About bambooinnovator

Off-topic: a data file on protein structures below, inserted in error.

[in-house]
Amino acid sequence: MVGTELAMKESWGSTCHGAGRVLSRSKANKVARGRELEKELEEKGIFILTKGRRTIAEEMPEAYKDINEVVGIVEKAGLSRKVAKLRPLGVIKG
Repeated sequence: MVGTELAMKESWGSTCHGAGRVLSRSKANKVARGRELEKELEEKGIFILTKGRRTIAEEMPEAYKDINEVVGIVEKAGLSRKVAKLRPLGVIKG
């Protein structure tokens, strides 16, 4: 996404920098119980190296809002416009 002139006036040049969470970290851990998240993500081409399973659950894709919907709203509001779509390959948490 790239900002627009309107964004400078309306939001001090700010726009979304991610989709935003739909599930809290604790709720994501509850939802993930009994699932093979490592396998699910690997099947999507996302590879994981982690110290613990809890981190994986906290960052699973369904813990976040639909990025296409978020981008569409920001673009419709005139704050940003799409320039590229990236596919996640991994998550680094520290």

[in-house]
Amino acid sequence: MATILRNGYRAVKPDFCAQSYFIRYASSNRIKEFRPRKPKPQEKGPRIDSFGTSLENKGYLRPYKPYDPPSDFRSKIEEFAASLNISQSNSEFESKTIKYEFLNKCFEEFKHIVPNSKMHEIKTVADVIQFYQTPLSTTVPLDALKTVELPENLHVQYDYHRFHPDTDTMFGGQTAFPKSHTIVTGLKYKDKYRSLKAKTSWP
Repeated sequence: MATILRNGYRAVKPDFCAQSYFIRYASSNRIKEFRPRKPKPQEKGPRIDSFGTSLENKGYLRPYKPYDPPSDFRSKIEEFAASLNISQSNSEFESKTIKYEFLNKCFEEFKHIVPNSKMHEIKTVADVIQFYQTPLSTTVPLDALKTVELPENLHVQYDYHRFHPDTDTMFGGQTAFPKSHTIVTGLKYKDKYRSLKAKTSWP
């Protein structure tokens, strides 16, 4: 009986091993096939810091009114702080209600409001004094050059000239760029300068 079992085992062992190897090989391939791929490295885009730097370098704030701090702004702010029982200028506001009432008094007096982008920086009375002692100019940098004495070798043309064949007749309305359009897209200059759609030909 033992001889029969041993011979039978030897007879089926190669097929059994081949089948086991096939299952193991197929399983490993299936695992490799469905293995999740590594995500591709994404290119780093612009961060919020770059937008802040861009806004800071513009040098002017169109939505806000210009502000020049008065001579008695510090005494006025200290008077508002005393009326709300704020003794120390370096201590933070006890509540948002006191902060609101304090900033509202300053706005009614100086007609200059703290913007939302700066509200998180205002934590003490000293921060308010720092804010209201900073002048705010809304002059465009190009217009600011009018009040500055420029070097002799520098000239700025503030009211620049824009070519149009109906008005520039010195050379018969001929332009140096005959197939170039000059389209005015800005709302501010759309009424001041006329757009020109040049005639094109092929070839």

Kee Koon Boon (“KB”) is the co-founder and director of HERO Investment Management which provides specialized fund management and investment advisory services to the ARCHEA Asia HERO Innovators Fund (, the only Asian SMID-cap tech-focused fund in the industry. KB is an internationally featured investor rooted in the principles of value investing for over a decade as a fund manager and analyst in the Asian capital markets who started his career at a boutique hedge fund in Singapore where he was with the firm since 2002 and was also part of the core investment committee in significantly outperforming the index in the 10-year-plus-old flagship Asian fund. He was also the portfolio manager for Asia-Pacific equities at Korea’s largest mutual fund company. Prior to setting up the H.E.R.O. Innovators Fund, KB was the Chief Investment Officer & CEO of a Singapore Registered Fund Management Company (RFMC) where he is responsible for listed Asian equity investments. KB had taught accounting at the Singapore Management University (SMU) as a faculty member and also pioneered the 15-week course on Accounting Fraud in Asia as an official module at SMU. KB remains grateful and honored to be invited by Singapore’s financial regulator Monetary Authority of Singapore (MAS) to present to their top management team about implementing a world’s first fact-based forward-looking fraud detection framework to bring about benefits for the capital markets in Singapore and for the public and investment community. KB also served the community in sharing his insights in writing articles about value investing and corporate governance in the media that include Business Times, Straits Times, Jakarta Post, Manual of Ideas, Investopedia, TedXWallStreet. He had also presented in top investment, banking and finance conferences in America, Italy, Sydney, Cape Town, HK, China. He has trained CEOs, entrepreneurs, CFOs, management executives in business strategy & business model innovation in Singapore, HK and China.